People who have asthma as children are more than twice as likely to develop sleep apnea as adults, according to new research from the Wisconsin Sleep Cohort at the University of Wisconsin Madison School of Medicine. Apnea is a chronic, oxygen-deprivation condition during sleep.
Mihaela Teodorescu, a pulmonologist, sleep specialist and researcher, and her co-authors examined data from 25 years of the Wisconsin Sleep Cohort, which began in 1988 with about 1,500 people who volunteered to sleep for science. This study looked at a group of 773 who suffered from childhood asthma but did not have apnea when the study started.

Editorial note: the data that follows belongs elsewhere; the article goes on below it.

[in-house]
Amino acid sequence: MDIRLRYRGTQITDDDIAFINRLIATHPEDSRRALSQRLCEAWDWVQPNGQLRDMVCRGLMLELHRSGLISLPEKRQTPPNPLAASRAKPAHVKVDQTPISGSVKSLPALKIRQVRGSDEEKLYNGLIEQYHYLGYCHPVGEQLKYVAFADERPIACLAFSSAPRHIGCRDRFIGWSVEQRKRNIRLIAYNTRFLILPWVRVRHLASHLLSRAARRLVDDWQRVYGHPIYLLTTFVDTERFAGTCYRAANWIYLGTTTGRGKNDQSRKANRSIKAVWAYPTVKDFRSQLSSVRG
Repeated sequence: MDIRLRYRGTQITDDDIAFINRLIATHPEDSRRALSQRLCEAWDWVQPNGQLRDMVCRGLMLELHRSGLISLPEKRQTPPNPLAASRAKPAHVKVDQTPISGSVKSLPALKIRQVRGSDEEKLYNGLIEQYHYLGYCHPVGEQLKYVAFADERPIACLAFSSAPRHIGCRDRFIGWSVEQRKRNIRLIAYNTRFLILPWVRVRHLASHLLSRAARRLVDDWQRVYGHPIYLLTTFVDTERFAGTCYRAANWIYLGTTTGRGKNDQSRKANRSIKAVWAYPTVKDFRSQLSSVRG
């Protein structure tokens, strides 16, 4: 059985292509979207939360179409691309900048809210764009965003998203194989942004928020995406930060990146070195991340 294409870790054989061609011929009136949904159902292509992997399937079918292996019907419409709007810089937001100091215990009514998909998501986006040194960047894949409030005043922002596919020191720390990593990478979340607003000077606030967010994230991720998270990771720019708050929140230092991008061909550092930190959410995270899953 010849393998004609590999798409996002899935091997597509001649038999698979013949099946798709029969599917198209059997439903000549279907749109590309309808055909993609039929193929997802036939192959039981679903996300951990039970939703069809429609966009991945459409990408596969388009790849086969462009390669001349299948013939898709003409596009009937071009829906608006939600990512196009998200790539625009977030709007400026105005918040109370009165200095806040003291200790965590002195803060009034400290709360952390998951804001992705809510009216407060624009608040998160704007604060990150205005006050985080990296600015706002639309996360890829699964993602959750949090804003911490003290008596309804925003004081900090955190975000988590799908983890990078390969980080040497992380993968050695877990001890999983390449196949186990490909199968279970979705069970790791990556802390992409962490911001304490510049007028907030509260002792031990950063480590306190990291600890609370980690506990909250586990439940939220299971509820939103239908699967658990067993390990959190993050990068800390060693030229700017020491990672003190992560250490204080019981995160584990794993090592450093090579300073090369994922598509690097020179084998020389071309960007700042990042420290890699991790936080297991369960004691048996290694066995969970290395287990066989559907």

After adjusting for age, sex, body mass index, alcohol consumption and smoking, researchers found that people with any type of asthma were 1.73 times as likely to develop apnea over an eight-year period. And the longer the asthma lasted, the greater the chance of developing apnea. Overall, 45 participants developed asthma during the study, and 48% were more likely to go on to develop apnea.
“We knew (asthma and sleep apnea) were related, but it was a chicken-and-egg relationship—which condition came first?” Teodorescu says. The new study suggests that asthma may come first, but Teodorescu says she expects they are part of a vicious cycle, in which one breathing problem makes the other one worse. She presented her study May 19 at the American Thoracic Society 2013 International Conference in Philadelphia.